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. Last Updated: 07/27/2016

Reforms Face Test in Nizhny Novgorod Election

NIZHNY NOVGOROD, Central Russia -- When the people of this region go to the polls Sunday to elect a new governor, they will also be passing their verdict on Russia's market economy. That verdict may turn out to be a thumbs-down.

Under former governor Boris Nemtsov, the Nizhny Novgorod region, and its capital city of the same name, became an internationally known laboratory for economic reform. Now, as first deputy prime minister and the new golden boy of Russia's political elite, Nemtsov is implementing those reforms on a national scale.

But in the birthplace of those reforms, not all voters have a rosy view of the legacy left by Nemtsov. With discontent on the rise, Ivan Sklyarov, Nemtsov's anointed successor and mayor of the regional capital, has a fight on his hands to beat back a challenge from Communist Gennady Khodyrev, 54.

A Communist victory would be a stinging blow to the prestige of the government and its market-oriented reform team, headed by Nemtsov and First Deputy Prime Minister Anatoly Chubais.

"The significance of the result of these elections is this," said Khodyrev, the former Communist Party boss in the region. "Either the myth of reform in Nizhny Novgorod is preserved intact, or we will open the eyes of Russia and our friends from abroad as to what is really happening here."

According to an independent poll of 765 voters conducted last week, Sklyarov was supported by 51 percent of those polled, while Khodyrev trailed with 33 percent. Television journalist Nina Zvereva led the rest of the field with 9 percent.

But there are signs that Sklyarov is in trouble. One observer who has spoken with Sklyarov strategists says their internal polling shows his lead shrinking, and described the atmosphere at campaign headquarters as one of panic.

Sklyarov's support is being eroded by three rival democratic challengers, who claim that as a former senior Communist Party official, Sklyarov does not have the democratic credentials to succeed Nemtsov.

Nemtsov himself gave Sklyarov a lukewarm endorsement, saying that under Khodyrev's rule the region was "a gloomy, stick-in-the-mud place, a city closed to foreigners, poor roads, food rationing, glum expressions on peoples' faces." Nemtsov's wife, Raisa, dealt Sklyarov a body blow by publicly backing Zvereva.

"Sklyarov was never a democrat," said Pyotr Sudakov, campaign chief for Sergei Speransky, another of the democratic candidates. "At the time of privatization, everyone started to paint themselves as democrats because back then, it was a way to get access to the feeding trough."

The mayor's campaign suffered another blow last week when Vladimir Zhirinovsky, leader of the nationalist Liberal Democratic Party, traveled to Nizhny Novgorod to give his support to Khodyrev.

Scenting victory, the Communist Party has sent in its heavy hitters. Communist leader Gennady Zyuganov has campaigned in Nizhny Novgorod twice this month, and more than 40 State Duma deputies have been drafted to help with the Khodyrev campaign.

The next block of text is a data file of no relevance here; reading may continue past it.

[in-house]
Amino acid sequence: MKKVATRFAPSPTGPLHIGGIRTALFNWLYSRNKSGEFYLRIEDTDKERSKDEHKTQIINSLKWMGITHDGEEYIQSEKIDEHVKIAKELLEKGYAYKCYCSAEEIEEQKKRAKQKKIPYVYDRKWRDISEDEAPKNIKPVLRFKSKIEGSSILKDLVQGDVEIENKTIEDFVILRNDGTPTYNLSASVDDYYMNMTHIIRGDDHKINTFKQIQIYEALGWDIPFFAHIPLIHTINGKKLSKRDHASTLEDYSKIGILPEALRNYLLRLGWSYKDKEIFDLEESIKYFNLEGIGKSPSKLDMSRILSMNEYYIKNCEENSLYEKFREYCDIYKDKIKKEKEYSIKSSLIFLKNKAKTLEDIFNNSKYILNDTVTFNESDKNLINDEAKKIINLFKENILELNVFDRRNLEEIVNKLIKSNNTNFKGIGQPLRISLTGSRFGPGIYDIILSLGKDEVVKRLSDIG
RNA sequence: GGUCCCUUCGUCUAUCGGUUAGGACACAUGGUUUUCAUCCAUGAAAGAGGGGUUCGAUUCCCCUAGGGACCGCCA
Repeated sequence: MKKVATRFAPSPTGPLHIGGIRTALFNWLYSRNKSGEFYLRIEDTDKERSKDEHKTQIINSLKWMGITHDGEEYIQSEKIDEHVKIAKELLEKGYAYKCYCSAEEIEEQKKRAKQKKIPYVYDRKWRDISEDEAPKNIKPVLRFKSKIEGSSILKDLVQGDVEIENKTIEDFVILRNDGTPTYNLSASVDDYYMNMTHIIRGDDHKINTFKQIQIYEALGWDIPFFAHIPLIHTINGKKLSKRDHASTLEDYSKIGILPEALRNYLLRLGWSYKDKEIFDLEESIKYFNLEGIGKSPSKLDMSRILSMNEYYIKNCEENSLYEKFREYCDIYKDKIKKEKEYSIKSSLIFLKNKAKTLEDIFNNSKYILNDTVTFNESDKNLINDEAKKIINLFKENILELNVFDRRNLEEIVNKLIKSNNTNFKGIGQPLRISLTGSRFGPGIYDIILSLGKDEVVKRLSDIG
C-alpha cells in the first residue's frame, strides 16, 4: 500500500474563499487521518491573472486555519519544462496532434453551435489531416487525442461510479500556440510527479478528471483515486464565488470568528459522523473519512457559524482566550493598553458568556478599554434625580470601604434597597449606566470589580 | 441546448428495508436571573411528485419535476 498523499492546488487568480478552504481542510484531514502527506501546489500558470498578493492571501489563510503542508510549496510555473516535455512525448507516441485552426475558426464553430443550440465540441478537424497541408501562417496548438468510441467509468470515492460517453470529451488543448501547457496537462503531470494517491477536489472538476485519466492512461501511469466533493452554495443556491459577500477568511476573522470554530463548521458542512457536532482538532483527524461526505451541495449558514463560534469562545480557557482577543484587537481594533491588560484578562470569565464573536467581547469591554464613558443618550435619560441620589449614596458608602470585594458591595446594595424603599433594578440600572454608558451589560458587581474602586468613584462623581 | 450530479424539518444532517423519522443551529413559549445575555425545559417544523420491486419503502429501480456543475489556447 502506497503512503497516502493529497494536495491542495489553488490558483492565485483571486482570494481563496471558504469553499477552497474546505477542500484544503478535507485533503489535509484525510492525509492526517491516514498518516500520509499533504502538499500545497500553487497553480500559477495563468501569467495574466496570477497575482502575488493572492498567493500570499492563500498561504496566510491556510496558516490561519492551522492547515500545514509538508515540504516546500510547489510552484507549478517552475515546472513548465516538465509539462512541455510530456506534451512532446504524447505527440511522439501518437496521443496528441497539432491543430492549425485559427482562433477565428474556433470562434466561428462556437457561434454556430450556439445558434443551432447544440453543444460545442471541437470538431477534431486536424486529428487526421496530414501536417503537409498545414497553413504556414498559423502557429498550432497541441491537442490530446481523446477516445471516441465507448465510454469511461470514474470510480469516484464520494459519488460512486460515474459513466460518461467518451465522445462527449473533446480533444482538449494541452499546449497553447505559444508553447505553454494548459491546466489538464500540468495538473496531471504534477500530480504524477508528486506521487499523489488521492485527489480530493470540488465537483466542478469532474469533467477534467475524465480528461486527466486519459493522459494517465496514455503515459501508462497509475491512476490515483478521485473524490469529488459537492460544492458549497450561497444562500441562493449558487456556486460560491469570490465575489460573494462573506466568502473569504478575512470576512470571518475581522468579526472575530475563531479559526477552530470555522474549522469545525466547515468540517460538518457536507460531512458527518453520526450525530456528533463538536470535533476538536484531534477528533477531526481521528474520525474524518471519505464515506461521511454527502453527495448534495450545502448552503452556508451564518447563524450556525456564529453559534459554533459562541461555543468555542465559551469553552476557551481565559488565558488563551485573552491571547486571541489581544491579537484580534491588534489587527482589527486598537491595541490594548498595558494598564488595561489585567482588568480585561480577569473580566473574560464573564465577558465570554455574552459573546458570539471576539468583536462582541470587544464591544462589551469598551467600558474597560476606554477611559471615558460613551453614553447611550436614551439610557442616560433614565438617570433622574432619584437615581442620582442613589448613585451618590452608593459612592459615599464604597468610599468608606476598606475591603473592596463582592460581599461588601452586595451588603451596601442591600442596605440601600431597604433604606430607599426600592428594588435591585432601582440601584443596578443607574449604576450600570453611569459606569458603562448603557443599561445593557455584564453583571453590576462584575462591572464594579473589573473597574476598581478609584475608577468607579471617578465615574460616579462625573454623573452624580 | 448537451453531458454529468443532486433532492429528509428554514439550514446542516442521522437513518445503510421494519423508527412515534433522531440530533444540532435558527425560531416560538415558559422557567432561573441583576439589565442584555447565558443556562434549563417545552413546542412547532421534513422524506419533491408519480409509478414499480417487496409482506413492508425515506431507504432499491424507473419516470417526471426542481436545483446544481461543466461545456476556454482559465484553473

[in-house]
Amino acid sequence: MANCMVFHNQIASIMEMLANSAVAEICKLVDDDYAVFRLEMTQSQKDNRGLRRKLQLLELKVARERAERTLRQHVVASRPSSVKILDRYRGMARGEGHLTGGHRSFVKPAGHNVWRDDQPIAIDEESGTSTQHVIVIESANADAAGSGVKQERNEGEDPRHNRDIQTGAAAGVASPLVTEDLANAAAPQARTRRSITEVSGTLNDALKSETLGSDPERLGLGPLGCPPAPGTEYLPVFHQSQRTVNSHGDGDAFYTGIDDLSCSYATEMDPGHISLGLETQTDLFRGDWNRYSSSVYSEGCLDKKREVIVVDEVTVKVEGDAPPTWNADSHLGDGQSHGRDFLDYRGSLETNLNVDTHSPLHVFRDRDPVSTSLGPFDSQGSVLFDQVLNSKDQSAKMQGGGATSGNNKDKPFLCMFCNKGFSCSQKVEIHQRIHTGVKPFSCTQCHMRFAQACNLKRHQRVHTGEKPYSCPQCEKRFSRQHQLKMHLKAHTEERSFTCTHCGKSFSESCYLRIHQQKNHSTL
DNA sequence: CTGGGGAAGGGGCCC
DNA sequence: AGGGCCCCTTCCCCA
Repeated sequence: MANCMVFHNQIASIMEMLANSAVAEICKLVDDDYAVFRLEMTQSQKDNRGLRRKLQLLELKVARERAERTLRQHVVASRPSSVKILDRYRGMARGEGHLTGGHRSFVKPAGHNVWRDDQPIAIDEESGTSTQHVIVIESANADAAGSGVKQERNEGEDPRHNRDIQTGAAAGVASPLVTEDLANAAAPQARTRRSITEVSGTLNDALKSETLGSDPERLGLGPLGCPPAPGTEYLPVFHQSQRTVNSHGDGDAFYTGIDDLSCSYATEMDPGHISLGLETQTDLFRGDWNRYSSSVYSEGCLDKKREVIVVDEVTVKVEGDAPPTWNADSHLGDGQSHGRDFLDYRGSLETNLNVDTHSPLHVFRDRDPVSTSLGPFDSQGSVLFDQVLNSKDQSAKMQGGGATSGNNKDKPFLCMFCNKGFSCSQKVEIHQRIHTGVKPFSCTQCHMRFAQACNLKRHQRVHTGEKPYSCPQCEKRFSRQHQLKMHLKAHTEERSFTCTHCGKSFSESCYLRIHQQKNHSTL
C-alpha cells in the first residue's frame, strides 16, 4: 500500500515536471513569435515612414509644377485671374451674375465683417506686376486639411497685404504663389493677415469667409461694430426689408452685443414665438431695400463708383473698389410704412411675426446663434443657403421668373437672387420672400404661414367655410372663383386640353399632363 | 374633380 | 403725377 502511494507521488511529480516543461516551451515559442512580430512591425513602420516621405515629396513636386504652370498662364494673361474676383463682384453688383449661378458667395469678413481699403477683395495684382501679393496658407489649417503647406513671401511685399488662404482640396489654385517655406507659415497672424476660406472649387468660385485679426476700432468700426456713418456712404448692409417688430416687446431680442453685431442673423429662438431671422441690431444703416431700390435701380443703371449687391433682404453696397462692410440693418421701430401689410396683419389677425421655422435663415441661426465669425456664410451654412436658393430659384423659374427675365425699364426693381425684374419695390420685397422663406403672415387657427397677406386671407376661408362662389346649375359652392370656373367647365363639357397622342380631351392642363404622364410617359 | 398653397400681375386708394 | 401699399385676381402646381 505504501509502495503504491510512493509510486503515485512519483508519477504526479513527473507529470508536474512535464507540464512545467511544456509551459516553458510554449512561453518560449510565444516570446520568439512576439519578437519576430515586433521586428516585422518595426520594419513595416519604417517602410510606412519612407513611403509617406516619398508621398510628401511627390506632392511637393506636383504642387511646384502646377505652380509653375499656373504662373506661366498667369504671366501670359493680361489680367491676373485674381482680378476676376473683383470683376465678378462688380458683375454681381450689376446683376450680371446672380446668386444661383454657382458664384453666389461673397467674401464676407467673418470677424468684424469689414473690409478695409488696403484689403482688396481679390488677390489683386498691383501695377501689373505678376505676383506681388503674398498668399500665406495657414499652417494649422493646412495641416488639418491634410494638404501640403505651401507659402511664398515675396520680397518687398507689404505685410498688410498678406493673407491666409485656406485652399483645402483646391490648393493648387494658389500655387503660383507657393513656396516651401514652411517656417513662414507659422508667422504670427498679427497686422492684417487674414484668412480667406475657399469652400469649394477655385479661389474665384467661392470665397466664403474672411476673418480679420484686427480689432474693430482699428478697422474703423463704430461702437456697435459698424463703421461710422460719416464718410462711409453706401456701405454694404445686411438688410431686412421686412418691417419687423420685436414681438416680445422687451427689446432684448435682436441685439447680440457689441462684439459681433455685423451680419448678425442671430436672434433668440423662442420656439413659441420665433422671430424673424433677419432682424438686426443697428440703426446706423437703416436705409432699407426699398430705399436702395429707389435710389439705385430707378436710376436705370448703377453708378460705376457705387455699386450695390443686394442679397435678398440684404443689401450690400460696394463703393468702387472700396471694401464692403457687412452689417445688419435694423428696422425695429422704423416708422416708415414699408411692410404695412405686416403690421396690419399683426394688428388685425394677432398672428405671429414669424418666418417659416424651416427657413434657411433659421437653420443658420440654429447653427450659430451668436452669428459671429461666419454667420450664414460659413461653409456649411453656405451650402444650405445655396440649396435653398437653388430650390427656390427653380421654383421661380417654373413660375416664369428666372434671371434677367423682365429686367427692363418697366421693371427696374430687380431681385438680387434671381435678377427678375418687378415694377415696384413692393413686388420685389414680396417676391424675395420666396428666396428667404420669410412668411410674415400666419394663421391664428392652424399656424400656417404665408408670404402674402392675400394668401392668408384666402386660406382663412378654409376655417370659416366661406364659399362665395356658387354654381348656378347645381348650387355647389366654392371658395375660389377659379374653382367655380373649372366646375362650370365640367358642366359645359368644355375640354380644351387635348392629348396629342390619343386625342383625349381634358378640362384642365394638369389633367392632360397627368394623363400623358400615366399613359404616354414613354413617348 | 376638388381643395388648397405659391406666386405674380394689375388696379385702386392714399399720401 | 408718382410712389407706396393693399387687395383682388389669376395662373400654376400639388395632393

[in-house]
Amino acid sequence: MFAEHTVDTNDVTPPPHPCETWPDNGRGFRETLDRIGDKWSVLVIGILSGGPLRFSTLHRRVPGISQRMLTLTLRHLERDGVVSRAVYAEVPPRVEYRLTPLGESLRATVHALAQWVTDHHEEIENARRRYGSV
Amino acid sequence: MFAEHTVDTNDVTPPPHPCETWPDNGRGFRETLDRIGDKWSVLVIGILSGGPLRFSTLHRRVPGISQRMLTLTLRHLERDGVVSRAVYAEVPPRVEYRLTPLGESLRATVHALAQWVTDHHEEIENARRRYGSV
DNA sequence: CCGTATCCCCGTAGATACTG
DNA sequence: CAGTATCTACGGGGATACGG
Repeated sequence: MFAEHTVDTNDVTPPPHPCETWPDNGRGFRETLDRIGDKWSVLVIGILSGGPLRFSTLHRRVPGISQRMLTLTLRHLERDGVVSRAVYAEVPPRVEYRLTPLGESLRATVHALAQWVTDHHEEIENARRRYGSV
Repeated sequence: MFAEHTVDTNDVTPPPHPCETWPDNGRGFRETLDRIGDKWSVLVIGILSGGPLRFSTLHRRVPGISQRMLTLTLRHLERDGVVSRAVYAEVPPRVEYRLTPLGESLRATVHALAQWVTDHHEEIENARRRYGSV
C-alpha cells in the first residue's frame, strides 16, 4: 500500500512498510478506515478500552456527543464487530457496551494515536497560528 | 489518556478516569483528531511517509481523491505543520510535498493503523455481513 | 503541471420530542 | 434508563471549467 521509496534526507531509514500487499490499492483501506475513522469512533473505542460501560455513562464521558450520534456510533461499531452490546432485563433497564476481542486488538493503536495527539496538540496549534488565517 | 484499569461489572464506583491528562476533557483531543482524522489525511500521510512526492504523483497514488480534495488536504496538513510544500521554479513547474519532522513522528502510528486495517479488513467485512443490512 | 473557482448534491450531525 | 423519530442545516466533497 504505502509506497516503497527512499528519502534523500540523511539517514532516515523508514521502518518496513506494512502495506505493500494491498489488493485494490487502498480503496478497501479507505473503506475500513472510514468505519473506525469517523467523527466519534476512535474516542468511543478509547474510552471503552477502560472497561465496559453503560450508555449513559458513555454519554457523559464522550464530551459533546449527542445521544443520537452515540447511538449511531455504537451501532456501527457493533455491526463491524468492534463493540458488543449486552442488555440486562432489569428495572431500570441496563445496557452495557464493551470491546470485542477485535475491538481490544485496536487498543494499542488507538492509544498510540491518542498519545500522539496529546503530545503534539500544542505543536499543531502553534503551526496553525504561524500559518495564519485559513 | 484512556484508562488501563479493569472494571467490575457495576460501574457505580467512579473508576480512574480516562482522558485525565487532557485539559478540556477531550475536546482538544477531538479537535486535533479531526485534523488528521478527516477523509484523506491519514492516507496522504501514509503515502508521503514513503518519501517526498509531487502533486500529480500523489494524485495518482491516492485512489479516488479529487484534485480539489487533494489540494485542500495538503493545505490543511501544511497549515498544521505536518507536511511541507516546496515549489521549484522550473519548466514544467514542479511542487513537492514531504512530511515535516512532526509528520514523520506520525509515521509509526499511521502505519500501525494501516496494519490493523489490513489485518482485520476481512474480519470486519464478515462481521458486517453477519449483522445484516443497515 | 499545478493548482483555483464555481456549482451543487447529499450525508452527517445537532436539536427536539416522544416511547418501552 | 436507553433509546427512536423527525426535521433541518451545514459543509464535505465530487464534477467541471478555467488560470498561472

In an interview Wednesday, Sklyarov, 49, said he was still confident of victory, but he was clearly rattled by the forces massing against him. "There are certain difficulties connected to the fact that everyone has taken up arms against one candidate: the Communists, Zhirinovsky's people, the pseudo-democrats," he said. "They are all carrying out a not-altogether dignified type of campaign."

On Raisa Nemtsov's support for a rival candidate, he said: "I have to say that I regret that decision. It doesn't help him or his wife. But in no way does it affect my relations with ... Boris."

Sklyarov is taking no chances. Backed by the big businesses that prospered under Nemtsov, his campaign team has plastered the city with color posters of their candidate, and local television stations have been airing clips praising Sklyarov's achievements as mayor.

Khodyrev's campaign team accuses Sklyarov of using his power as mayor to run a dirty-tricks campaign against his rivals. In one incident, they said, a local company pledged its support to Khodyrev and the next day was subjected to a surprise raid by the tax police. A campaign staffer said the company was fined 29 million rubles ($5,000) after inspectors discovered a sack of sugar that had not been properly accounted for.

"In a number of districts we are seeing blatant violations of electoral rules," said Khodyrev. "A number of town mayors, and district chiefs are showing unprecedented activity in support of one candidate: Sklyarov."

Support for Khodyrev in the flourishing capital is thin. But he has stronger backing in the depressed rural areas and among those who lost out from market reforms. "When Khodyrev was the regional Communist Party secretary, industry and agriculture worked," said pensioner Alexander Mironov. "Then these damned democrats arrived and the factories came to a standstill."

Khodyrev claims that local businessmen are starting to desert the Sklyarov camp and offer him their support.

Local observers predict that neither Khodyrev nor Sklyarov will receive the 50 percent of the vote necessary to win outright in Sunday's poll. The two candidates who receive the most votes will enter a second round. Electoral officials have also expressed concern that if the fine weather continues Sunday, voter turnout may be too low to consider the poll valid.